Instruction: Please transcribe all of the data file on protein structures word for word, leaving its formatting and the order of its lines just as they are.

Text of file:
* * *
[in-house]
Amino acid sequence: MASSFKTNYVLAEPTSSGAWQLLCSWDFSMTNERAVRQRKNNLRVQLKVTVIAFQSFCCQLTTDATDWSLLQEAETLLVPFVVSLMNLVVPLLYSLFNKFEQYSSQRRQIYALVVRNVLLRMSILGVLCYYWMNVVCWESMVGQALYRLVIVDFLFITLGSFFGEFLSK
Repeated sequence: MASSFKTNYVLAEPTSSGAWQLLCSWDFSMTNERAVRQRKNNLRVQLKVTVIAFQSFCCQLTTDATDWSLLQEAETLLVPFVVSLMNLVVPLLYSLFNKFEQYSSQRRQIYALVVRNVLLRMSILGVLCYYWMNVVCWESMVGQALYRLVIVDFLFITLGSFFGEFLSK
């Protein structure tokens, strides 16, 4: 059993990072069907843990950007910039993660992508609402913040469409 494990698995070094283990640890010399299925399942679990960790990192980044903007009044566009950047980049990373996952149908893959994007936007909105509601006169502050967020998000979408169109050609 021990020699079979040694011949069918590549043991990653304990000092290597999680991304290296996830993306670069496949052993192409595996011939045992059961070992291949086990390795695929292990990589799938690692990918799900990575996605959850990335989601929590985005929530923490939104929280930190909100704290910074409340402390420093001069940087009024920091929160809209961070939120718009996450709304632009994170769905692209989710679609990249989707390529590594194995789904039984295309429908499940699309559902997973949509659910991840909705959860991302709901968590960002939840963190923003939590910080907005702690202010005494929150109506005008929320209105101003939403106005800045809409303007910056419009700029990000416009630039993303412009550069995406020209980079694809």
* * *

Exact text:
[in-house]
Amino acid sequence: MASSFKTNYVLAEPTSSGAWQLLCSWDFSMTNERAVRQRKNNLRVQLKVTVIAFQSFCCQLTTDATDWSLLQEAETLLVPFVVSLMNLVVPLLYSLFNKFEQYSSQRRQIYALVVRNVLLRMSILGVLCYYWMNVVCWESMVGQALYRLVIVDFLFITLGSFFGEFLSK
Repeated sequence: MASSFKTNYVLAEPTSSGAWQLLCSWDFSMTNERAVRQRKNNLRVQLKVTVIAFQSFCCQLTTDATDWSLLQEAETLLVPFVVSLMNLVVPLLYSLFNKFEQYSSQRRQIYALVVRNVLLRMSILGVLCYYWMNVVCWESMVGQALYRLVIVDFLFITLGSFFGEFLSK
């Protein structure tokens, strides 16, 4: 059993990072069907843990950007910039993660992508609402913040469409 494990698995070094283990640890010399299925399942679990960790990192980044903007009044566009950047980049990373996952149908893959994007936007909105509601006169502050967020998000979408169109050609 021990020699079979040694011949069918590549043991990653304990000092290597999680991304290296996830993306670069496949052993192409595996011939045992059961070992291949086990390795695929292990990589799938690692990918799900990575996605959850990335989601929590985005929530923490939104929280930190909100704290910074409340402390420093001069940087009024920091929160809209961070939120718009996450709304632009994170769905692209989710679609990249989707390529590594194995789904039984295309429908499940699309559902997973949509659910991840909705959860991302709901968590960002939840963190923003939590910080907005702690202010005494929150109506005008929320209105101003939403106005800045809409303007910056419009700029990000416009630039993303412009550069995406020209980079694809």